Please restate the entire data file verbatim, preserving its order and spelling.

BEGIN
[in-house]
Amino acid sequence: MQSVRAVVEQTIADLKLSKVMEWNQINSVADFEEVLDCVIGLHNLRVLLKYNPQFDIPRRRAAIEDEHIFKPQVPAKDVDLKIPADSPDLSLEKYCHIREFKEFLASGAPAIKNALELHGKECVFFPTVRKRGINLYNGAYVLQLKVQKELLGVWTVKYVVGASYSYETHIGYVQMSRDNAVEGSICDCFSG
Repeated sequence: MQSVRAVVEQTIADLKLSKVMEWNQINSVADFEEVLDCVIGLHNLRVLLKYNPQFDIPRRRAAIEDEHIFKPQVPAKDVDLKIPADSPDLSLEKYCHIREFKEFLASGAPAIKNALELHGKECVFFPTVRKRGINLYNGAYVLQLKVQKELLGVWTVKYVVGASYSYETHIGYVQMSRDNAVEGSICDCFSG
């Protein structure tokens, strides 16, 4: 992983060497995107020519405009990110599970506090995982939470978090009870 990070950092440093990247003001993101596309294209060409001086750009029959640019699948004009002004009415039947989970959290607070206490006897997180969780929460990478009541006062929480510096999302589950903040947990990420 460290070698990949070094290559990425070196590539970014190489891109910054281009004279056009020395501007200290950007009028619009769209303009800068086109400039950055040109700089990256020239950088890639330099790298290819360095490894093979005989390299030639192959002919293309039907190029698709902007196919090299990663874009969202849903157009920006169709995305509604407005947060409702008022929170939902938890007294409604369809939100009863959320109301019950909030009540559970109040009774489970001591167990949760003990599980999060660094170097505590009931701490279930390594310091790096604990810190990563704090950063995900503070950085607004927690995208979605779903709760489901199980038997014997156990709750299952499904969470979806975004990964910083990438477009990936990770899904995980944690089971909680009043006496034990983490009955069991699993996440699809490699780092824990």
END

[in-house]
Amino acid sequence: MQSVRAVVEQTIADLKLSKVMEWNQINSVADFEEVLDCVIGLHNLRVLLKYNPQFDIPRRRAAIEDEHIFKPQVPAKDVDLKIPADSPDLSLEKYCHIREFKEFLASGAPAIKNALELHGKECVFFPTVRKRGINLYNGAYVLQLKVQKELLGVWTVKYVVGASYSYETHIGYVQMSRDNAVEGSICDCFSG
Repeated sequence: MQSVRAVVEQTIADLKLSKVMEWNQINSVADFEEVLDCVIGLHNLRVLLKYNPQFDIPRRRAAIEDEHIFKPQVPAKDVDLKIPADSPDLSLEKYCHIREFKEFLASGAPAIKNALELHGKECVFFPTVRKRGINLYNGAYVLQLKVQKELLGVWTVKYVVGASYSYETHIGYVQMSRDNAVEGSICDCFSG
């Protein structure tokens, strides 16, 4: 992983060497995107020519405009990110599970506090995982939470978090009870 990070950092440093990247003001993101596309294209060409001086750009029959640019699948004009002004009415039947989970959290607070206490006897997180969780929460990478009541006062929480510096999302589950903040947990990420 460290070698990949070094290559990425070196590539970014190489891109910054281009004279056009020395501007200290950007009028619009769209303009800068086109400039950055040109700089990256020239950088890639330099790298290819360095490894093979005989390299030639192959002919293309039907190029698709902007196919090299990663874009969202849903157009920006169709995305509604407005947060409702008022929170939902938890007294409604369809939100009863959320109301019950909030009540559970109040009774489970001591167990949760003990599980999060660094170097505590009931701490279930390594310091790096604990810190990563704090950063995900503070950085607004927690995208979605779903709760489901199980038997014997156990709750299952499904969470979806975004990964910083990438477009990936990770899904995980944690089971909680009043006496034990983490009955069991699993996440699809490699780092824990």